Turnaround Investing Blog

George Putnam, one of the country's leading turnaround and distressed investing professionals, shares his timely insight on the economy and turnaround investing opportunities.


Volatility Up, Rates to Follow?

Excerpted from the October 2016 Issue

Our warning in last month’s issue that volatility was likely to increase proved to be very timely.  There were five days in September on which the S&P 500 moved by more than one percent (including one day when it dropped by nearly 2 ½%), after there was just one one-percent day in July and August combined.

Part of this volatility appears to have been caused by changing views on when the Fed will raise interest rates.  As we’ve said before, trying to bet on the Fed’s action is a loser’s game.  Your chances of getting it right are slim, and even if you guess right about when the Fed will raise rates, the market may react differently than you expect.  While everyone expects the stock market to drop in response to a rate hike, in the past the opposite has often happened.  Interest rate rises are usually in response to strength in the economy, which is generally good for stocks. 

The effect on bonds is much more clear-cut: when rates go up bond prices go down.  And the longer the term of a bond, the further it will fall.  Therefore our advice right now is to sit tight with your stocks and be very wary of bonds.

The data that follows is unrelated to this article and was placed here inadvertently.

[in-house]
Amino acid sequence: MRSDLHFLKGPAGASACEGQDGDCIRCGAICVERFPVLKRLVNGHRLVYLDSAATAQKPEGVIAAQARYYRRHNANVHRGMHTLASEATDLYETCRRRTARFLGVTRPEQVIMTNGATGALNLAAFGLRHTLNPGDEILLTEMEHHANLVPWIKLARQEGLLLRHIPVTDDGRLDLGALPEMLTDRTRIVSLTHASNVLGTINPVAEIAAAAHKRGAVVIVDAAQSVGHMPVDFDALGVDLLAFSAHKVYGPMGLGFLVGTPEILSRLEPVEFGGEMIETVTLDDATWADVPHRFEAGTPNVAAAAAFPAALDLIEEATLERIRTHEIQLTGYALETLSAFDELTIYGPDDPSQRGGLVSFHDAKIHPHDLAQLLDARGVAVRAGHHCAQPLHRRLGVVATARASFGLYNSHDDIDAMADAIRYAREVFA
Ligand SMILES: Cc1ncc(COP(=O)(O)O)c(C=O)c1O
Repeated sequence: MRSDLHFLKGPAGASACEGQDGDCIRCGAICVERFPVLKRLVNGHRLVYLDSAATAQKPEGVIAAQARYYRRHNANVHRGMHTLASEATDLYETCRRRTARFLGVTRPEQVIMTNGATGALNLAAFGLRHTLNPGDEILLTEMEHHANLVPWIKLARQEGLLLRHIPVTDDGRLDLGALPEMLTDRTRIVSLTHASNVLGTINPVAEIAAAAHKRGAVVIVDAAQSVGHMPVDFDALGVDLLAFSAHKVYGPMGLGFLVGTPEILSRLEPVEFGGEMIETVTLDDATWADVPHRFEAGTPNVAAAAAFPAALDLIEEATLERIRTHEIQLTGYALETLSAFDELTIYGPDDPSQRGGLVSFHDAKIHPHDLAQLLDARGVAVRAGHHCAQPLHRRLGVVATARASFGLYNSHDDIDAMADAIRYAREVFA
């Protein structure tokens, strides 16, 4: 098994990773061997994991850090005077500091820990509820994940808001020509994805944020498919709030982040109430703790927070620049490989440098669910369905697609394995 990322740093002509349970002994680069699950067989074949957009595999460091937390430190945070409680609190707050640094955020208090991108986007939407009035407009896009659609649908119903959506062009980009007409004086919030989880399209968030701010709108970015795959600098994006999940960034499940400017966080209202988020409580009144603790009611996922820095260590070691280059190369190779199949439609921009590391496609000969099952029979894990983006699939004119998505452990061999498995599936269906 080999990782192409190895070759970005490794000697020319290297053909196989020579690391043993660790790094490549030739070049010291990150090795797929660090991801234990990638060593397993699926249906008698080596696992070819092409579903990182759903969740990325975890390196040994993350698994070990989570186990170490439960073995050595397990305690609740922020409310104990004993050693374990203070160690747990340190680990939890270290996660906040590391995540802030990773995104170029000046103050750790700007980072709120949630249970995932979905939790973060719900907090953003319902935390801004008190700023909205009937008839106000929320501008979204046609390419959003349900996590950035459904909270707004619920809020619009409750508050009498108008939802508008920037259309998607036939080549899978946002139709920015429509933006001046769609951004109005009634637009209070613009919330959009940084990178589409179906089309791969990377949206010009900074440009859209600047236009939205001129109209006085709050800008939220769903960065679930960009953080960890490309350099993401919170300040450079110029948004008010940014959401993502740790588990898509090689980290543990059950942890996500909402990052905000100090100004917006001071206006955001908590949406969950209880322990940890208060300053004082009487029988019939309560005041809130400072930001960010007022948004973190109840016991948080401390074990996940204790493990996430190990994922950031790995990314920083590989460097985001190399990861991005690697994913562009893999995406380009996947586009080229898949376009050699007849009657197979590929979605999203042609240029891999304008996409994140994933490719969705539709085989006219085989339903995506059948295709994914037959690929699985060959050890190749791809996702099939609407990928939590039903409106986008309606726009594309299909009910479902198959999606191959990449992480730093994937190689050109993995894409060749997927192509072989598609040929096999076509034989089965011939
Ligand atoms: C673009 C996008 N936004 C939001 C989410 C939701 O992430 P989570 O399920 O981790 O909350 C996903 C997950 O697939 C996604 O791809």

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IBM: Not Yet Time to Swing at this Pitch

IBM’s stock underperformance since IBM’s current CEO took the helm in 2012 has been stark, with the shares declining 23% while the S&P500 Index has more than doubled. One big problem: revenue growth rate is zero, at best. Without revenue growth, what’s left to entice investors? The real driver of value at IBM – free cash flow that is used to repurchase shares. Can IBM borrow its way to shareholder prosperity as its cash flows shrink? What to do with IBM shares? Wait for a better pitch in the form of a catalyst or much lower valuation. Read More.

Comparing Stocks Vs. Bonds

While the common stock of a turnaround candidate usually has the greatest upside potential, other classes of securities, such as bonds or preferred stock, may offer attractive profit possibilities with less risk. Many turnaround companies have only one class of securities available to investors but where there are different classes to choose from, it can pay to do a little extra analysis of the various options.

Read More.

Turnaround Letter Stock Pick Named Top Performer of 2017


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What Last Year's Top Stock Pickers Are Buying in 2018


This Forbes write-up follows up on the recent Top Stock Tips report--naming The Turnaround Letter's Crocs recommendation the top performer of 2017: With 90% gains, CROX beat out 100 other investment ideas included in the report; and the stock continues to have value investing appeal, according to Putnam.


George notes, "We see additional upside for the stock in 2018 as management's efforts continue to bear fruit, though the gains will likely be more muted than we saw in 2017."